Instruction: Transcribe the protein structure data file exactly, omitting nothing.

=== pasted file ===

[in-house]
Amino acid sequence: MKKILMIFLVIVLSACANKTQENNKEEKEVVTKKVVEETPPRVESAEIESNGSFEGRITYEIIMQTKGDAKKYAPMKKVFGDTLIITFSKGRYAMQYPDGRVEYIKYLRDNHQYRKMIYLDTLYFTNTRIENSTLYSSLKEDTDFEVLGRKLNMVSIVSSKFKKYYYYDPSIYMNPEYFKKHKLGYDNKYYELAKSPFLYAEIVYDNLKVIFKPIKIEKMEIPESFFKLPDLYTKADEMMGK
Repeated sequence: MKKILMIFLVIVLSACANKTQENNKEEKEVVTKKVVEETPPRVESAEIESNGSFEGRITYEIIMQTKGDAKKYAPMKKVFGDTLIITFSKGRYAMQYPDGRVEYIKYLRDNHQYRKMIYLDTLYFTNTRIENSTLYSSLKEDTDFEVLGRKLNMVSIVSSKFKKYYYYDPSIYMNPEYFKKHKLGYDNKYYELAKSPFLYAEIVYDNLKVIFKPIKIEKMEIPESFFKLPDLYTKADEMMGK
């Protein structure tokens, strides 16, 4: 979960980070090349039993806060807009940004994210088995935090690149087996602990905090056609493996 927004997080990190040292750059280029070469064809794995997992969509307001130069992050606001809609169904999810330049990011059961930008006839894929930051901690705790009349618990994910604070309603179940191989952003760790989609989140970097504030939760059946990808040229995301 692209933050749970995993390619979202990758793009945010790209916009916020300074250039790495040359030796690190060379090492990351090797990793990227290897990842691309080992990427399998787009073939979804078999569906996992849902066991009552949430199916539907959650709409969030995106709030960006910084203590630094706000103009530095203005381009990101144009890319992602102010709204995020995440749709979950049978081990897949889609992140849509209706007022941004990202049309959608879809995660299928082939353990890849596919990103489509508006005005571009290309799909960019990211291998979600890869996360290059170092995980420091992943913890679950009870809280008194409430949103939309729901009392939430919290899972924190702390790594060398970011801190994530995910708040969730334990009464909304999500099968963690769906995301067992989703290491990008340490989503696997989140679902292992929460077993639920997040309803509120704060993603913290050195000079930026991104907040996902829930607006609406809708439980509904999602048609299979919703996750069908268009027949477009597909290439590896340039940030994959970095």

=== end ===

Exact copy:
[in-house]
Amino acid sequence: MKKILMIFLVIVLSACANKTQENNKEEKEVVTKKVVEETPPRVESAEIESNGSFEGRITYEIIMQTKGDAKKYAPMKKVFGDTLIITFSKGRYAMQYPDGRVEYIKYLRDNHQYRKMIYLDTLYFTNTRIENSTLYSSLKEDTDFEVLGRKLNMVSIVSSKFKKYYYYDPSIYMNPEYFKKHKLGYDNKYYELAKSPFLYAEIVYDNLKVIFKPIKIEKMEIPESFFKLPDLYTKADEMMGK
Repeated sequence: MKKILMIFLVIVLSACANKTQENNKEEKEVVTKKVVEETPPRVESAEIESNGSFEGRITYEIIMQTKGDAKKYAPMKKVFGDTLIITFSKGRYAMQYPDGRVEYIKYLRDNHQYRKMIYLDTLYFTNTRIENSTLYSSLKEDTDFEVLGRKLNMVSIVSSKFKKYYYYDPSIYMNPEYFKKHKLGYDNKYYELAKSPFLYAEIVYDNLKVIFKPIKIEKMEIPESFFKLPDLYTKADEMMGK
């Protein structure tokens, strides 16, 4: 979960980070090349039993806060807009940004994210088995935090690149087996602990905090056609493996 927004997080990190040292750059280029070469064809794995997992969509307001130069992050606001809609169904999810330049990011059961930008006839894929930051901690705790009349618990994910604070309603179940191989952003760790989609989140970097504030939760059946990808040229995301 692209933050749970995993390619979202990758793009945010790209916009916020300074250039790495040359030796690190060379090492990351090797990793990227290897990842691309080992990427399998787009073939979804078999569906996992849902066991009552949430199916539907959650709409969030995106709030960006910084203590630094706000103009530095203005381009990101144009890319992602102010709204995020995440749709979950049978081990897949889609992140849509209706007022941004990202049309959608879809995660299928082939353990890849596919990103489509508006005005571009290309799909960019990211291998979600890869996360290059170092995980420091992943913890679950009870809280008194409430949103939309729901009392939430919290899972924190702390790594060398970011801190994530995910708040969730334990009464909304999500099968963690769906995301067992989703290491990008340490989503696997989140679902292992929460077993639920997040309803509120704060993603913290050195000079930026991104907040996902829930607006609406809708439980509904999602048609299979919703996750069908268009027949477009597909290439590896340039940030994959970095």